People often tell me that they hate to bargain – and I understand. I used to feel the same way, but after many years living in countries that require it to survive, I have changed my opinion. I now enjoy a good bargaining session and look forward to opportunities to hone my negotiating skills. How did this happen?
In Asia, people are expected to bargain. As a Chinese friend once explained, “The seller tells you his price with full expectation that you will come back with yours. If you pay what he asks, sure, he’ll be happy, but he’ll also think you a fool. You will have “lost face.” “Face” is a concept in Asia that encompasses dignity, reputation and honor. Once I understood this perspective, it made it easier to negotiate.
That said, you should always smile and remain calm while bargaining. Never lose your temper (another way to lose face). Remember that the merchandise in a seller’s shop is his livelihood, and if you don’t like his price, you may go somewhere else. Likewise, if he doesn’t like yours, he doesn’t have to sell it to you.
When you are getting close to your desired price – perhaps down to a few dollars difference – you might want to stop and think about what that last bit of money means to you versus the seller. If you are looking for ways to give back in countries where you travel, stopping the negotiation before you’ve squeezed out a last dollar/penny or two from the seller still gives you a good price, but it also puts a little extra money into the pocket of someone who probably needs it more than you.
With this in mind, here are my tips for how to bargain in Asia:
- Shop around and get a sense of what the item should cost. Ask prices and listen to other tourists bargaining for similar items. I once hung out around a flower shop until a local bought the item I wanted (pussy willows). As the buyer was walking away, I asked him what he paid. The price went from $25 (the original quote from the seller) to $2.50 when I returned with this new knowledge.
- Once you are ready to purchase, check the item in question and make sure the quality is acceptable. Then, ask the seller for his best price.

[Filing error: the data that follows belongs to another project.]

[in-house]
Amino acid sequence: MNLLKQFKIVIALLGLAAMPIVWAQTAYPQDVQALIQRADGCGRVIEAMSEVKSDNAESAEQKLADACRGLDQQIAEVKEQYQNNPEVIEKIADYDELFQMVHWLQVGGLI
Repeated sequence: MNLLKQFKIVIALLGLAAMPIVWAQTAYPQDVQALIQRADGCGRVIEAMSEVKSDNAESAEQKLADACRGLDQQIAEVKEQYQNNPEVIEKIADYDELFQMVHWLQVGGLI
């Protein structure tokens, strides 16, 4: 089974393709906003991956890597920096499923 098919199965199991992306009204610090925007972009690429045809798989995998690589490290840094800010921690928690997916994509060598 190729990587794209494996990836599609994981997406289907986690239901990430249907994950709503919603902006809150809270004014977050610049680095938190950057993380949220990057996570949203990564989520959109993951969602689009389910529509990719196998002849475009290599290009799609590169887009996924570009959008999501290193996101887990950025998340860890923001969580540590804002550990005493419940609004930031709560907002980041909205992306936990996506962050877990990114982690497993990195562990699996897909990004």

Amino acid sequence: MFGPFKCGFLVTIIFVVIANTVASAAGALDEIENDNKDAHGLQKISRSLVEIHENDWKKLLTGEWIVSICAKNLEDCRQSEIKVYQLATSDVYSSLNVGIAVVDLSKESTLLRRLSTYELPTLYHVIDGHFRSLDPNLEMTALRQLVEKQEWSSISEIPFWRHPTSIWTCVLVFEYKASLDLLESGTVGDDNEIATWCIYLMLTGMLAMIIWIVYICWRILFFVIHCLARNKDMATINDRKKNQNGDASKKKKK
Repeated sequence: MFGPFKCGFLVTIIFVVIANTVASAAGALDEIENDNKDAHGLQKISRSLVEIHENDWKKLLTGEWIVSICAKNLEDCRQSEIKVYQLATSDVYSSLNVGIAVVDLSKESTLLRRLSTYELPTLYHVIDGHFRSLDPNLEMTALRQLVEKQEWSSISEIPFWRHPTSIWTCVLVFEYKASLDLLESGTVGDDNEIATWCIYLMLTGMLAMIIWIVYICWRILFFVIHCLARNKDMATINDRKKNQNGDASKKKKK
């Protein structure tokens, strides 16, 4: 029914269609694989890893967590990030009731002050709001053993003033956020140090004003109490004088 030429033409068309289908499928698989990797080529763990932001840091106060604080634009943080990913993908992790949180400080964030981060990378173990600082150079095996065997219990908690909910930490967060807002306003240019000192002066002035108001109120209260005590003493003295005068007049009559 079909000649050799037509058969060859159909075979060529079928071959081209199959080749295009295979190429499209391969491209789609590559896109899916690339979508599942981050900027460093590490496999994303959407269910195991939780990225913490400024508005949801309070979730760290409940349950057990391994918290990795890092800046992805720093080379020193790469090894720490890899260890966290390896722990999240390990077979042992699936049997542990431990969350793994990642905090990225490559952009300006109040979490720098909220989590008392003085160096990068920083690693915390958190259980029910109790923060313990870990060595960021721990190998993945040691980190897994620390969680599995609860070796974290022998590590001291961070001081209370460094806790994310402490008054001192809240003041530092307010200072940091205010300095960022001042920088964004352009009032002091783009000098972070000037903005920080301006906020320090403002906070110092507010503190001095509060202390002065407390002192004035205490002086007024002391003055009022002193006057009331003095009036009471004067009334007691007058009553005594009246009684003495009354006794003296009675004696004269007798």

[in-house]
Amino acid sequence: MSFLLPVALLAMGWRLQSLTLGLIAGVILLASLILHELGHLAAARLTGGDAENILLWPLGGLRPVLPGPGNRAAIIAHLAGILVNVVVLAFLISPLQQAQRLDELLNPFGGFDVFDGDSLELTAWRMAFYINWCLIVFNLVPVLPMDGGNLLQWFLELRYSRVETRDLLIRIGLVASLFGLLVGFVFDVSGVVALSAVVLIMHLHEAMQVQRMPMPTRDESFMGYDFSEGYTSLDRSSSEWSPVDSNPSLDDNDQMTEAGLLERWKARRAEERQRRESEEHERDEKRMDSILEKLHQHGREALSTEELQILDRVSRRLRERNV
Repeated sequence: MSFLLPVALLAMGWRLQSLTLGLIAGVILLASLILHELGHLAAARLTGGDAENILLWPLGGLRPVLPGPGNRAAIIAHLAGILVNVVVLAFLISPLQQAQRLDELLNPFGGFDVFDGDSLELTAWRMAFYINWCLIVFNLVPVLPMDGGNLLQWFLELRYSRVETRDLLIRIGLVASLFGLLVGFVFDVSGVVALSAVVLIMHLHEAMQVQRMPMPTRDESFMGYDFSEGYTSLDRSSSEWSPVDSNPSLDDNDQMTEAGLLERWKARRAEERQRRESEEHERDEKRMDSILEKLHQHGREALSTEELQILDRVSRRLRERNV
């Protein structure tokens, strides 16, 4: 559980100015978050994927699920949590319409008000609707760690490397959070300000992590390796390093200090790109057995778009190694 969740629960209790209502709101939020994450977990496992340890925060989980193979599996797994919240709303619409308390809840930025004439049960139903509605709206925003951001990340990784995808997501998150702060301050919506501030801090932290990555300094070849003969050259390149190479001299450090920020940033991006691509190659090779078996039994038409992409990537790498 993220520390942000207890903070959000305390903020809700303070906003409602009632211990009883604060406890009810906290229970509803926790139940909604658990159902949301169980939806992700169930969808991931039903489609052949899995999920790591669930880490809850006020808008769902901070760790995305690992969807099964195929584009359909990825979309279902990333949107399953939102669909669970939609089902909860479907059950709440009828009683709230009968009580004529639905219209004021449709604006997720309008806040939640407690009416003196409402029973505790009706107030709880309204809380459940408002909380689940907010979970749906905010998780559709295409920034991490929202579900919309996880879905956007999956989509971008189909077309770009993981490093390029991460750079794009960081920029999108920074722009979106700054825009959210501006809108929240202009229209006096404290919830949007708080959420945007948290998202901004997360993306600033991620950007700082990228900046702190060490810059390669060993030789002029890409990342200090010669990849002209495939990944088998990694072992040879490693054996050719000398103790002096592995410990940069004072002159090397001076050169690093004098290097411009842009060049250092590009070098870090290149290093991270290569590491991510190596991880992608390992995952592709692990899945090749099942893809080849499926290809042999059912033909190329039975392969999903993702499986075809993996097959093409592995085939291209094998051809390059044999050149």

- Once you receive his price, counter with your own. I always come back with something a bit lower than I actually want to pay.
- The seller will probably come back with a compromise price. If this is acceptable, you have a deal. If not, you can state the highest price you are willing to pay. The seller must absolutely believe you will not pay another penny.
- If the seller declines, walk away and don’t look back. Go to another shop and pretend you don’t really want the item.
- If you are in the ballpark, the seller will run after you and you can usually make a deal at your last stated price.
- If he doesn’t run after you, your price is too high. At this point, you can go back to the shop and pay his price or you can go to another shop and begin the negotiation again, that much the smarter.
It’s considered bad form to make an offer, have it accepted and then decline to buy it. You may or may not not get yelled at, but either way, it’s not the accepted custom so try to be genuine in your offers.
How do you know you have paid the right price? Well, I try to tell myself that if I am happy with what I paid for the item in question, it is the right price. In reality, I always know I’ve overpaid if the seller offers me a small gift or free trinket. Likewise, I know I’m paying the right price if the seller congratulates me for being a good bargainer and asks if I live in that particular town. I’ve experienced both scenarios many times – and so will you, if you give it a try.